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Re: HARDY DOYAL

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  • hiter.richard@att.net
    ... Jackson ... called ... first ... I have absolutely no connection to Hardy Doyal. However, in 1815 I believe that parts of Franklin County, Tennessee,
    Message 1 of 2 , Sep 8, 2009
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      --- In jacksongenealogy@yahoogroups.com, "Ann B. Chambless"
      <rabc123@...> wrote:
      >
      > HARDY DOYAL, born circa 1779 in Virginia, died in old Bolivar in
      Jackson
      > County, AL, in 1833 or 1834. He had moved to Bolivar from Franklin Co,
      > TN. Hardy Doyal was a merchant in both Franklin Co, TN, and old
      > Bolivar. He possibly served in the Seminole Indian War as he was
      called
      > Captain Hardy Doyal in his divorce papers filed in October 1819 in
      > Franklin Co, TN. On March 30, 1830, Hardy Doyle made a claim to the
      > U.S. Congress for "a claim rising out of the Seminole War." I do not
      > know if this was for personal injury or because he furnished supplies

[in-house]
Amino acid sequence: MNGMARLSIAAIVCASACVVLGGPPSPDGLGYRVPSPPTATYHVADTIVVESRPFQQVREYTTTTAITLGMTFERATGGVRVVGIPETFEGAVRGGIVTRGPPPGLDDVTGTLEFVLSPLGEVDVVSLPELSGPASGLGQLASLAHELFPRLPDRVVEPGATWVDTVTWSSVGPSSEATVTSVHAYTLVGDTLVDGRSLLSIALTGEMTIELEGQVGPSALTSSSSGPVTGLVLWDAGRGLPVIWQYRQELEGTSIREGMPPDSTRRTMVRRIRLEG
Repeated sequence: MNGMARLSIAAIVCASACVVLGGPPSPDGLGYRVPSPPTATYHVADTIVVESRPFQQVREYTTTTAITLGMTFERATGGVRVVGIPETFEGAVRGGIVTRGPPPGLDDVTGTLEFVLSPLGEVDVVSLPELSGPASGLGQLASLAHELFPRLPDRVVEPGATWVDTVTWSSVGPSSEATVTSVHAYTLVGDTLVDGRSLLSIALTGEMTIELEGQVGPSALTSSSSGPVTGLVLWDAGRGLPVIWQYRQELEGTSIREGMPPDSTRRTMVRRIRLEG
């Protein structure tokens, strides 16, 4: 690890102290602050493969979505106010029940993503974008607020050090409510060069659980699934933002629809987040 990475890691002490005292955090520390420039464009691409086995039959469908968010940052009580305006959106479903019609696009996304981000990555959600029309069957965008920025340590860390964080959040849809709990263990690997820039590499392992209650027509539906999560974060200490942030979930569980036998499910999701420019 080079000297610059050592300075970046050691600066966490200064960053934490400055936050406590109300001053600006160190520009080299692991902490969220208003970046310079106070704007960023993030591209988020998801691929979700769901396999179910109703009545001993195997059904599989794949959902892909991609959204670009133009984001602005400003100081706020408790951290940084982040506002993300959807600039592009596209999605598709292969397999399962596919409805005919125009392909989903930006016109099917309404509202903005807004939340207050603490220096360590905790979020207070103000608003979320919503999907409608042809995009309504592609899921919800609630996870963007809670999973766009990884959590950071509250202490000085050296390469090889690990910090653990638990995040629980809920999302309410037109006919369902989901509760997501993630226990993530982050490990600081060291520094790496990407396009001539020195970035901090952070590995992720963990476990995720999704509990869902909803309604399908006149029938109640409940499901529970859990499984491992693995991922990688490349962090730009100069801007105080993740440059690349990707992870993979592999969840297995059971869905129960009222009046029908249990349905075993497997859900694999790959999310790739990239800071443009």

> for the troops.
      > Hardy Doyal married Betsy S. Lumkin in October 1807 while living in
      > Georgia. (Betsy Lumkin was probably his second wife). In 1815, they
      > moved to Stone Fort in Franklin County, TN. Hardy Doyal built a mill
      > on public land before 1824 in the area that became Bolivar BUT was
      first
      > called Doyal's Mill. Hardy Doyal was postmaster at Doyal's Mill in
      > 1825 and appointed a justice of the peace in 1826 and again in 1829.
      > About the time of his death, the name of the post office was changed
      > from Doyal's Mill to Bolivar, Alabama.
      > I am writing about old Bolivar and its early settlers for the Jackson
      > County Historical Association. CAN ANYONE TELL ME MORE ABOUT HARDY
      > DOYAL or about old Bolivar?
      > Ann B. Chambless
      >
      I have absolutely no connection to Hardy Doyal. However, in 1815 I
      believe that parts of Franklin County, Tennessee, included what is now
      part of Coffee County, Tennessee [became a county in 1836]. Outside of
      Manchester, Coffee County, Tennessee, lies what is known as the Old
      Stone Fort, now a state park but once a 'place'. Are you sure that the
      mill that Hardy Doyal built wasn't on the Duck River, Stone Fort,
      current Coffee County instead of Bolivar, Tennessee/Alabama? You refer
      to Doyal's Mill in Franklin County, Tennessee becoming Bolivar, Alabama,
      but that doesn't seem geographically possible. I don't mean to question
      your research, and know that you kn ow far more about this than do I, in
      terms of having researched this Hardy Doyal. Just curious. Marty Hiter
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